Bob bought some Galena wine, and then we headed home. Since he had driven most of the trip, I drove home so he could see the countryside (I have been through Galena territory twice before), and took a long nap when I got home. Dogs were happy to see us. We were home.
And all is well with my soul.
Thursday, July 19, 2007
Now, I don't know if the first two rooms are really going to be any good. But we'll see. I don't have a great history of vacation-planning. Like line-standing. I'm always in the worst line at the grocery store (or the Target). It doesn't matter if I'm standing in the longest line, then see the shortest line and move. The shortest line always has a shopper that has 1) forgotten an item after the ringer upper has encoded half his/her products or 2) needs a price check. So I've just given up. And stayed in the line I was in. No matter how long it is. Do NOT follow me when I get in a line.
This driving excursion should be a nice break for us. I've felt a little puny this week, but today I am much better (so far). I've had to go to my car twice this week to take a nap because I was feeling very tired and ill. And yesterday, even after a nap in my car, I took a nap when I got home. So far, no gym this week. And that just ignites my guilt (for reasons I don't fully understand). My wise friend Kate says "Guilt is fruitless. Listen to your body." She's right, I'm sure. So I will.
We're going to buy some cheese in Wisconsin. We're not sure where, yet. (If you have suggestions, put it in the comments.) There was an article in the Tribune (or was it Chicago magazine) recently that named the best places to buy cheese in Wisconsin. Bob cut it out, but we can't find it. Cheese is probably not what I need, with this bound-up side effect of chemo. So, in this case, I don't plan to listen to my body.
In fact, cheese has been my staple lately. Cheese crackers, macaroni and cheese, cheese-flavored nachos. Can you tell I'm eating well? Lordy. I need some turnip greens and okra. Some fried green tomatoes and cream corn. Some real green beans and potatoes.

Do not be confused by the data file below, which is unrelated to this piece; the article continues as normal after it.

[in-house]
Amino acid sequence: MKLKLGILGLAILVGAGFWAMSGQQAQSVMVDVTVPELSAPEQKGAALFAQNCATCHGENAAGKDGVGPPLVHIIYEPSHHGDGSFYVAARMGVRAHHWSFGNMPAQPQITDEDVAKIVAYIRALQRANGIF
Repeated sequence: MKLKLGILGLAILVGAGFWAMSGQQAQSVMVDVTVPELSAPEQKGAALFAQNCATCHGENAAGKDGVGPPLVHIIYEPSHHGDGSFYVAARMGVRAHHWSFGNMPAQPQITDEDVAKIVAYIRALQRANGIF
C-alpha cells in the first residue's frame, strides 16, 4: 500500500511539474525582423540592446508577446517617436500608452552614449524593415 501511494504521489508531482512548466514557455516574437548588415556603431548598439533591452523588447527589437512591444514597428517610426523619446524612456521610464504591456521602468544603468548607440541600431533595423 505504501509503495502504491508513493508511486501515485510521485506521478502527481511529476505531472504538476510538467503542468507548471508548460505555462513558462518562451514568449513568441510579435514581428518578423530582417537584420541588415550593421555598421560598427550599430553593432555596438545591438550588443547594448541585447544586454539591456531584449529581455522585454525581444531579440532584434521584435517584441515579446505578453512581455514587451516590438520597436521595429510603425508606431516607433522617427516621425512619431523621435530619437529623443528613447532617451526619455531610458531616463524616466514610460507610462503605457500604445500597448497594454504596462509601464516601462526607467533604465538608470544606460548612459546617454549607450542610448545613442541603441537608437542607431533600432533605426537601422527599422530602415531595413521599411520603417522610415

Comfort food for a cowgirl.
Monday, July 16, 2007
This weekend was a chemo weekend, so Bob and I didn't make big plans. We had hoped to go down to Millennium Park Friday night and listen to (one of those B classical composers, Beethoven, Bach, I can't remember) but we didn't make it. Friday or Saturday. I was willing, but I think Bob didn't really want to put out the effort. He had mowed the yard, tended the flowers. I had done a little shopping. Got a big, BIG exercise ball for some physical therapy I'm doing on my shoulder. It seems you have to strengthen your "core" body to get the extremities feeling better. So we just "hung out" on Friday and Saturday night. He cooked for me both nights; he's a good husband. And! I actually got him to watch a silly movie, Music and Lyrics with Hugh Grant and Drew Barrymore. No thinking involved.
Next day, Sunday, we did it up. First church of course. Bob's got to be there. He's the priest. After, I went to have my chemo pump removed. That's always a delight. It's difficult to sleep and shower hooked up to a pump (and the nasty fanny pack; read earlier blog). Bob napped while I went to the hospital. Back home, I decided to forgo my nap and we headed off downtown. We drove to the Blue Line and rode the train in. We wanted to go to an art show near the Tribune building. First, though, we ate at a New Orleans style restaurant called RedFish (I had an NPR member coupon). I ordered Cajun shrimp. Ouch. Ouch. Ouch. It was hot! I like hot stuff, but with my newfound digestive system, I'm not sure if it likes me. And it didn't really. Serendipitously, I found a cure for constipation. Three Senokot S laxatives, two fiber pills on the previous evening, and Cajun shrimp.
By the time I got home from town, I was running to the bathroom every few minutes. But cleaned out and feeling groovy.
Before though, we did some shopping and drank a beer. It was a nice, normal, uneventful day. But also eventful because I haven't been able to enjoy a day like that in while. And so, this is the blog about nothing.
Remember the Seinfield episode where George and Jerry pitch a show to network officials. It's to be a show about nothing...just like their show. That's what this blog is about.
Wednesday, July 11, 2007
OK, so I put a site meter on my blog to see how many visits I get. It's a horrible vanity. I just want to know if people are reading my blog. There are a few, some people I don't know, but mostly relatives and friends. I see only locations, no names.